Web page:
After Gordon

There are even those who relish the idea of leaving Cameron in charge of the worsening economic situ

The post-Gordon era is upon us. Some within the Labour Party talk about the Prime Minister as if he were gone already. Ministers avoid the subject where they can, and his old enemies are openly hostile. Tortured discussions among backbenchers twist around turning points and tipping points. Was it George Osborne's inheritance tax speech, the election that never was, or the 10p tax rate that really did for him? Will it be the Glasgow East by-election, Labour's policy forum later this month, or the autumn party conference season that will definitively mark the end of the Brown era?

The talk in Westminster is no longer about whether a period in opposition would be useful, but whether enough genuine talent would survive a landslide Tory victory to form a shadow cabinet. The question is not whether the Labour Party can renew itself in power, but whether it will survive the humiliation of defeat. There is the whiff of revolutionary defeatism in the air, and the distinct belief in some quarters that the party's interests would be best served by losing power. There are even those who somewhat relish the idea of leaving David Cameron in charge of the worsening economic situation.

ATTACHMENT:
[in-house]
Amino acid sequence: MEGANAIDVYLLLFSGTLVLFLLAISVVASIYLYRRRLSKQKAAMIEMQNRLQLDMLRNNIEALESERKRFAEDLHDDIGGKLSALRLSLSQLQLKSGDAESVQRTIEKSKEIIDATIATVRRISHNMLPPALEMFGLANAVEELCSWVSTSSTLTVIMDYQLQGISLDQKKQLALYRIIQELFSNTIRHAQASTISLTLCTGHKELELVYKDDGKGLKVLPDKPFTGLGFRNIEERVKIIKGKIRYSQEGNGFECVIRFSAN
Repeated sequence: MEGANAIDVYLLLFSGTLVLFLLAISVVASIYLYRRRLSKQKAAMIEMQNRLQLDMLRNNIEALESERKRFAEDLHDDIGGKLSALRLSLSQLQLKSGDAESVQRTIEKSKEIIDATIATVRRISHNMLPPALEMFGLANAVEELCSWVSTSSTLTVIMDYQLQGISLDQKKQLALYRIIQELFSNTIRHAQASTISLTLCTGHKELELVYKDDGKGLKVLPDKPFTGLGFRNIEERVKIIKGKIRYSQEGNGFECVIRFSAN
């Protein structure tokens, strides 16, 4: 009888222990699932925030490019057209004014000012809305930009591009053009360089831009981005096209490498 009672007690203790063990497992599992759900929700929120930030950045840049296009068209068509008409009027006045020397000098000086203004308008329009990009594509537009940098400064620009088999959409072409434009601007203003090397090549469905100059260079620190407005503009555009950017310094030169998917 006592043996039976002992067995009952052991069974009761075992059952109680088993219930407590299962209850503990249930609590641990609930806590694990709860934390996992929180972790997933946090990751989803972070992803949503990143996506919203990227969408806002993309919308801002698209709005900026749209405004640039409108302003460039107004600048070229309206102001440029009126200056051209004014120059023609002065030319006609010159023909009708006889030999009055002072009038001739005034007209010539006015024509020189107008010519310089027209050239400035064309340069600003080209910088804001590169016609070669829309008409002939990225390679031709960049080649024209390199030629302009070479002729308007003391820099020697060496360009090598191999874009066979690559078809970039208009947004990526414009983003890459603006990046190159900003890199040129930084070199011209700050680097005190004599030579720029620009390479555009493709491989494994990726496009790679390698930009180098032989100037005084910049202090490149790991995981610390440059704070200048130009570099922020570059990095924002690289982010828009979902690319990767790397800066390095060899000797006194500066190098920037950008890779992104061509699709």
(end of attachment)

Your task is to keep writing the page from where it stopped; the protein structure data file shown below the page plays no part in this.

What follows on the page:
Act of war

In this atmosphere, almost anything Charles Clarke does is liable to be interpreted as a bid for the leadership, or a move to undermine Gordon Brown. The former home secretary is viewed in Brownite circles as something not far short of Satan (otherwise known as Alan Milburn). So his new paper on the future of public services, published as the New Statesman goes to press by the accounting firm KPMG, will undoubtedly be seen as an act of war.

In reality, Achieving the Potential is a rather modest document, which discusses whether there is an argument for an extension in "user charging" to top up tax revenues for transport, housing, education and health and social care. Although to some ears this may sound suspiciously like another argument for further privatisation, such public sector charging for services already exists: for driving in to central London, prescriptions and school meals, for example.